Richard Thompson has been part of the musical landscape for more than 50 years – as a founding member of seminal folk band Fairport Convention, as a singer/songwriter duo with his (now) ex-wife Linda, and as a highly prolific solo artist. With that in mind, it’s oddly assuring that his latest album, the brilliant, engaging 13 Rivers, manages to eschew any kind of gilded production techniques or fussy concepts. It’s further proof – as if we needed any – that Thompson’s songs and stellar guitar playing speak for themselves.
13 Rivers is Thompson’s first self-produced work in more than ten years, recorded on analog equipment in just ten days. Joined by his faithful sidemen Michael Jerome (drums), Taras Prodaniuk (bass) and Bobby Eichorn (guitar), Thompson plugs a baker’s dozen of excellent new songs into this stripped-down lineup, and the results are loud, potent and visceral. There’s a reassuring power to the music, an affirmation that this 69-year-old legend is not phoning it in or going the nostalgia route. He still has a great deal of good music left to share.
The album begins not with a bang, but a simmer – “The Storm Won’t Come” is powered by minor keys and a propulsive Bo Diddley drum beat, with lyrics that anticipate and welcome change but realize that it’s a natural process. “I’m longing for a storm to blow through town,” Thompson sings, “And blow these sad old buildings down / But the storm won’t come.” On “Rattle Within”, he channels some noisy Tom Waits-style percussion and pairs it with plenty of raucous guitar soling (if there was any doubt as to the current state of Thompson’s legendary guitar skills, rest assured – the playing on this album is typically fantastic, and the soloing is vast and plentiful).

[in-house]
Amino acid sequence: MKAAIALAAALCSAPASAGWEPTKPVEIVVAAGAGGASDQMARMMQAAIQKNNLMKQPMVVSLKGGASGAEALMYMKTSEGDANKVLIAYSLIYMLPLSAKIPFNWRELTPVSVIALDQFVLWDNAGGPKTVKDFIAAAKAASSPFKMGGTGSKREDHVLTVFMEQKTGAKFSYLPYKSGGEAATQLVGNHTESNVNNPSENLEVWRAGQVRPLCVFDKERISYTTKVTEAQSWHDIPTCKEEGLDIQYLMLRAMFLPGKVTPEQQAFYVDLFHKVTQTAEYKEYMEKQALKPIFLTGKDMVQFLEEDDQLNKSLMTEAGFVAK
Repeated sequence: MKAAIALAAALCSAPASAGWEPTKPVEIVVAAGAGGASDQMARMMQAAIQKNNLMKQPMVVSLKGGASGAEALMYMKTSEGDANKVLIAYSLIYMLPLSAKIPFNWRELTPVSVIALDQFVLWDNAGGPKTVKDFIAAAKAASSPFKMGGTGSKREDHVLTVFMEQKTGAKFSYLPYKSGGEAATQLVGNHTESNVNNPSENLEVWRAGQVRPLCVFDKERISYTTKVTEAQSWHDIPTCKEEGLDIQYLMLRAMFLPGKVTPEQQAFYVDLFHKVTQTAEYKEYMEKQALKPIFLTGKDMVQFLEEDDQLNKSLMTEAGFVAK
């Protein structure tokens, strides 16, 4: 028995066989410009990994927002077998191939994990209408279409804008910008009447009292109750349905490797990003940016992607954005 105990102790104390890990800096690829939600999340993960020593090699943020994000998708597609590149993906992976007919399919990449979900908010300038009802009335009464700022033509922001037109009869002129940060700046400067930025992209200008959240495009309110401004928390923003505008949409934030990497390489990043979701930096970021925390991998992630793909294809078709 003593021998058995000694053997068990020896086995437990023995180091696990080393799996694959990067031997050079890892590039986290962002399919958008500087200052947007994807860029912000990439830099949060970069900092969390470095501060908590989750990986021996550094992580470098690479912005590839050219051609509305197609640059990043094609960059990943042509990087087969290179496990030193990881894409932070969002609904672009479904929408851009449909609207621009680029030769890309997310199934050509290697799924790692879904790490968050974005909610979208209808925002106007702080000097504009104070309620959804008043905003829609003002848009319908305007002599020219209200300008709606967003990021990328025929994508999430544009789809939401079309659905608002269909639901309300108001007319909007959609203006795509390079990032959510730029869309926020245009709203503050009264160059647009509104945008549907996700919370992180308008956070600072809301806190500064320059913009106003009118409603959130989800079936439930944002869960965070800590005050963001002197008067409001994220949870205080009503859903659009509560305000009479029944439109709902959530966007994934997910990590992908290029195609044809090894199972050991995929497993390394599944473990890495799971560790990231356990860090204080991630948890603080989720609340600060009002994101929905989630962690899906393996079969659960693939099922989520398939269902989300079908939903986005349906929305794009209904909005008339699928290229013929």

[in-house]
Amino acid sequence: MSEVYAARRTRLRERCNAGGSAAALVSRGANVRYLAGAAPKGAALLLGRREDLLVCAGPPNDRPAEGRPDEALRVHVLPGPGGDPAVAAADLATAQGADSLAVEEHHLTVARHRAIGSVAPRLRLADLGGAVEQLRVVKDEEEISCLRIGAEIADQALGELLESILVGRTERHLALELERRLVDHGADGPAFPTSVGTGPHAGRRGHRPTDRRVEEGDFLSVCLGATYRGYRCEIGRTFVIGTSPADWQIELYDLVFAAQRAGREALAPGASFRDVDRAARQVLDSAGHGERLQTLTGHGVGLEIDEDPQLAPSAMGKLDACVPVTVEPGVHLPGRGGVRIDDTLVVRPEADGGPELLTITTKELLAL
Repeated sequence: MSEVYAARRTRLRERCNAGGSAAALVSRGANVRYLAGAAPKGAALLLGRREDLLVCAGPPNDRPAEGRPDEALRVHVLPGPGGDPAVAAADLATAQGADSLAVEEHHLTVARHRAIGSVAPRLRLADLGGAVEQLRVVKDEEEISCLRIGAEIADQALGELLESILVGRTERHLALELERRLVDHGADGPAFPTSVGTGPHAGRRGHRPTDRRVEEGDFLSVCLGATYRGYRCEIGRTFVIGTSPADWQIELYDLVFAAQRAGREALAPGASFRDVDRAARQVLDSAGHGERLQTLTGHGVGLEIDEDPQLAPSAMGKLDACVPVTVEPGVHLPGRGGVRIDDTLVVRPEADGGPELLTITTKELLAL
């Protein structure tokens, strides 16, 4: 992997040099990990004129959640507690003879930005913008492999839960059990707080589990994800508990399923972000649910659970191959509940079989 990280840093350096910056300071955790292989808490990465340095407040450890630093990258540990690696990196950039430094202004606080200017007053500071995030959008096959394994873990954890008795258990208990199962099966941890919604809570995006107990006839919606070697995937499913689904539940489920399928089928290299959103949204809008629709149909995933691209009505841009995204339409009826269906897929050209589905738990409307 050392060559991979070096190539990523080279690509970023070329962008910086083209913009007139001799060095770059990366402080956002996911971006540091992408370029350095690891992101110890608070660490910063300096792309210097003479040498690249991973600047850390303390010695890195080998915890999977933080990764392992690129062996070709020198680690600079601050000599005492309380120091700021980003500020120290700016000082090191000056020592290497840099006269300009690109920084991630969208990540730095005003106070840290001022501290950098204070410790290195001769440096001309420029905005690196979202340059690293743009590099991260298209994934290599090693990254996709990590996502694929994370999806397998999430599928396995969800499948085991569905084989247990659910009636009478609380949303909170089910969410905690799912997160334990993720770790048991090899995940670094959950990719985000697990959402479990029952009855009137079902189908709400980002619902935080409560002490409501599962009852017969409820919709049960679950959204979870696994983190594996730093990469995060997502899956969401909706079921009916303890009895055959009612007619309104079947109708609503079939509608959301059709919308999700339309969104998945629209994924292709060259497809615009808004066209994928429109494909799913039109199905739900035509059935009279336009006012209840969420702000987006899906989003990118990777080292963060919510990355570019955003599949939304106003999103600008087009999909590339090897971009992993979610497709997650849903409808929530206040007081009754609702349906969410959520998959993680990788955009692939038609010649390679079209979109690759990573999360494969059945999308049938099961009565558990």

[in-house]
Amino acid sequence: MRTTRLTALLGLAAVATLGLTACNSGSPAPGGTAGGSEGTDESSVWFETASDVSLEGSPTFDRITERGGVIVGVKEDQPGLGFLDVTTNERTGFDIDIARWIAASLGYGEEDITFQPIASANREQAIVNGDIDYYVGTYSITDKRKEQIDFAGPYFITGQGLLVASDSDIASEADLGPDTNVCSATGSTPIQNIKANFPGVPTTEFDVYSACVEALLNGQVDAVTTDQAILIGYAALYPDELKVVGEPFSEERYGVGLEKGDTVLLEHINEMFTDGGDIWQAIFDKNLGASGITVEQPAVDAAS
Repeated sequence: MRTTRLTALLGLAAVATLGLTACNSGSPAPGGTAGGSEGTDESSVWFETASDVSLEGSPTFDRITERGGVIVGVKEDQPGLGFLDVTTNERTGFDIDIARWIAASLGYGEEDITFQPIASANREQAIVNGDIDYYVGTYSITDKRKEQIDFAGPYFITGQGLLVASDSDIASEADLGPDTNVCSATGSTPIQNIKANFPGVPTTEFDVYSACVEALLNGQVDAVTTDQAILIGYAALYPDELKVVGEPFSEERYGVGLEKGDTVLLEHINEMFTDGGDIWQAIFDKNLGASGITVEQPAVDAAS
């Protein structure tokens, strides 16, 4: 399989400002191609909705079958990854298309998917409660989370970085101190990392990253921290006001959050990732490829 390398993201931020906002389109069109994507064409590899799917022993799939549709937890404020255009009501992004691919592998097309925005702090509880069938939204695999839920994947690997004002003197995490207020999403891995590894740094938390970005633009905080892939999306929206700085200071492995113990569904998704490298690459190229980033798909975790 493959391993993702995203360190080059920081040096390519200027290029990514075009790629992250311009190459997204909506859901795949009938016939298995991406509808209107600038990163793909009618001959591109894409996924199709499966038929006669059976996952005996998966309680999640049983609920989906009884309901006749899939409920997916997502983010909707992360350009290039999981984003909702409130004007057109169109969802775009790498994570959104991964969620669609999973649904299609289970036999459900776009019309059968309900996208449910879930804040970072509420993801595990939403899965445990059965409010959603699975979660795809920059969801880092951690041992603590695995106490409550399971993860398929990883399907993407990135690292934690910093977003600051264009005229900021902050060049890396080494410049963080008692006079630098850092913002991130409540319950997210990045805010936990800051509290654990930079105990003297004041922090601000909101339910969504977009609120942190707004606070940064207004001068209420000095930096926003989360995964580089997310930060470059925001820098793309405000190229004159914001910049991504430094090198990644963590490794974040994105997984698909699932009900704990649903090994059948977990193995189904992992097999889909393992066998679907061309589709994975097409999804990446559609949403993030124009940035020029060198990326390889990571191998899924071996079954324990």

Lyrically, Thompson has often been fascinated – some might say obsessed – with darkness and morbidity, even if the music doesn’t always reflect that. “Bones of Gilead” pairs a caffeinated, quasi-rockabilly vibe with allegoric subject matter (“What’s my name / Just call me Micah / Micah like the Bible says / I can’t help it, it’s within me / Runes are written on my face”). Likewise, the tight, funky “Trying” almost sounds like Thompson’s vying for a freak mainstream hit – the addictive hooks of the chorus certainly help – but the underlying darkness would seem (thankfully) out of place alongside today’s carefully marketed pop stars.
While 13 Rivers is promoted in the press materials as “a bare-bones” affair “with no filters”, there are moments when the rawness is adorned with an additional sonic layer or two. But it’s very much in keeping with Thompson’s style. “Oh Cinderella” is a mandolin-fueled waltz tempo singalong that wouldn’t sound out of place on his acclaimed 1991 Rumor and Sigh album. “You Can’t Reach It” has chunky riffs and soaring melodies that almost resemble American heartland rock (a rare and enviable feat for the positively British Thompson).
But for the most part, 13 Rivers is an album that sticks close to a vision of darkness, gloom, and noise. Thompson has written his usual share of memorable songs and his small, dedicated band attack the compositions with relish. With razor-sharp wit, a seemingly endless reservoir of imaginative guitar-playing, and a restless sense of musical adventure, Richard Thompson is still blowing away the competition, even those more than half his age.